When we moved into the house, there was a backyard "patio" that butted up to the back side of the house. I use the term "patio" lightly, as it wasn't really all that usable. The back stairs were crumbling, the patio stones were overgrown with weeds, and some intelligent person had decided to use asphalt for a foot wide strip that sat between the foundation and the patio stones. This created a serious problem, as the stones were 2 inches higher than the asphalt, which meant that every rainstorm caused the emergence of a small lake that touched the back of my house.
|How awful looking, right???|
During particularly heavy rainstorms, you could find me in my galoshes and rain jacket, attempting to forcefully sweep the lake away from the foundation. It wasn't a pretty sight. All of this extra moisture had caused the paint on the inside of the basement to flake away due to efflorescence. Three years ago, we ponied up and had a lovely (and large!) brick paver patio put in that graded AWAY from the house. While this solved the possible water issues, it didn't fix the damage already done to the basement walls, especially under the glass block windows.
While there are big projects that I will admit are beyond the realm of my expertise, I refused to pay someone for a job I could do myself. Scraping and painting? Easy peasy- I could do that. I did my research first on how I should attack this project, and what supplies I'd need. Here's what I needed:
1 paint scraper
1 wire brush
2 bottles of Mr Clean floor cleaner
1 bottle of DryLok etch
2 bottles of DryLok Fast Plug
1 5 gallon bucket of DryLok latex basement paint (tinted cream)
1 4 inch flat brush
3 ventilation masks
2 prs rubber gloves
(I used DryLok products, as they seemed to have the most consistent reviews for basement paint/products)
I started out by using the scraper and wire brush on the entirety of the basement walls. This was important, as there were pieces of the cinderblock that looked perfectly fine to the naked eye, but were not. As I ran the scraper over the walls, small pits were unearthed, that would have begun to crumble had I just slapped some paint over them.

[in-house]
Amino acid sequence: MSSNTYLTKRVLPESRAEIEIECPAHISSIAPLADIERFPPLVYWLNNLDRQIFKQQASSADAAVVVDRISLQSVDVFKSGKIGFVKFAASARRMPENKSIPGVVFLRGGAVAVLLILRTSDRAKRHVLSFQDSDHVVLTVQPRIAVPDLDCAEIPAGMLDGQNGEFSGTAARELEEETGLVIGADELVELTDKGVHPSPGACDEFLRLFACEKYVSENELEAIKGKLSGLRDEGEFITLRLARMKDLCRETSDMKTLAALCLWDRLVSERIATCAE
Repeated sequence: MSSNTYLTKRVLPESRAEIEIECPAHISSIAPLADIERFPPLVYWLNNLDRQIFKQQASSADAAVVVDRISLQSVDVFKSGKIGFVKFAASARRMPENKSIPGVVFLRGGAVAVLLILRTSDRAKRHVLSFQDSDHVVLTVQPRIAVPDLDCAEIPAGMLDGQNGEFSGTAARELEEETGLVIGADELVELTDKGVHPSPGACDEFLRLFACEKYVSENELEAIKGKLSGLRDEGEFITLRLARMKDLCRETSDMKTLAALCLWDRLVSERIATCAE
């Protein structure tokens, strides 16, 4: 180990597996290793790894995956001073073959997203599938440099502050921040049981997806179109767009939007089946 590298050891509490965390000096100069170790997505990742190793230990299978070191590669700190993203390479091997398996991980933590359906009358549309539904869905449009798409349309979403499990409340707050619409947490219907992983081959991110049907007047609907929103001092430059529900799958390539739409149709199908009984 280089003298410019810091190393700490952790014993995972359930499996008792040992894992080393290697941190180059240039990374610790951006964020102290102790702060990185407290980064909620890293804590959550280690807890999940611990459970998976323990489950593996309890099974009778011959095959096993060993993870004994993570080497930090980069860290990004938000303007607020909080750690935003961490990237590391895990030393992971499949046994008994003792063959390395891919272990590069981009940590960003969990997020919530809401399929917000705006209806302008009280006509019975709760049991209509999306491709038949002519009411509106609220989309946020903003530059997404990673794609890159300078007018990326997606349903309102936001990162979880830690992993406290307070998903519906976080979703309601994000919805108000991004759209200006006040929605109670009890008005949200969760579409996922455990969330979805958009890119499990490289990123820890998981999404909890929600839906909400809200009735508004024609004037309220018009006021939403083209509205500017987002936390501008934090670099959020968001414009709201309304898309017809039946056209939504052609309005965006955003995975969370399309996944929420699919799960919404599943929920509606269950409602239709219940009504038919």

After scraping away all of the loose bits, I washed the walls down using good old fashioned muscle and Mr Clean. This cleaned up any remaining dust particles.
Next, I mixed up the Drylok Etch, and used it on the areas that showed efflorescence. It's important to wear gloves and a mask for this step, as getting the etch on your skin can be toxic- it's acid!! (I actually wore a mask and gloves for the entirety of the project, as I wasn't sure when the basement had been painted last, or if the paint was lead based). The Etch prepped the effloresced areas to take paint and hold it. Without using it, you take the chance that your next round of paint will flake and bubble off- no one wants that after working so hard to prep a project like this!!
|Scraped and etched.|
After etching, I used 2 bottles of premixed Fast Plug. It comes in squeeze bottles for easy application. Every pit, hole, and crack line got this form of hydraulic cement pumped into it. I used my paint scraper to smooth out the edges as it dried. Some pits/cracks required more than one application to really fill the holes.
No picture here for this step. The Fast Plug turned my plastic gloves into sticky pulp, and I wasn't going to pick up a camera to document it. Sorry!
Whew. This was A LOT of work- not going to lie. Dave steadfastly refused to help with this project, telling me that if I wanted to get lead poisoning, that was on me. He was ready to make the call to hire someone to take care of it, but my tightwad tendencies wouldn't give in on this one.
After waiting the recommended 24 hours for the Fast Plug to dry, I began with the paint. If you've never had the pleasure of working with DryLok basement paint before, let me paint you a picture(get it? HA..I think the fumes really got to me on this sorry excuse for a joke). Go to your kitchen, make yourself some pudding, add a cocktail of the most nostril burning cleaning products you have, and voila! Basement paint. It's super thick, and pretty nasty smelling. The consistency makes it go on the wall at about the rate of oil based paint- a snail's pace.
For full disclosure, this entire process took me several weeks to complete, as I only worked on weekends, and the holidays and real life got in the way a bit. I am glad I did it, as the basement now looks and smells MUCH better, but I'm not sure I would do it myself again. It took me about 50 hours, all in, to complete. Cost wise, I probably spent a little less than $200. Brain cell cost, though? Probably immeasurable.
|Much better. Anybody else have one of these ancient behemoth double sinks? Love it!!|
If your basement needs some sealing, and you've got the time but not the money, DIY. The vast amount of cobwebs that hit me in the face were enough to cement my desire to never do this again. (Cement...last lame attempt at a joke, I promise:) I now have one more DIY notch on my belt with this project, but it's one experience that I hope to never have the pleasure of repeating.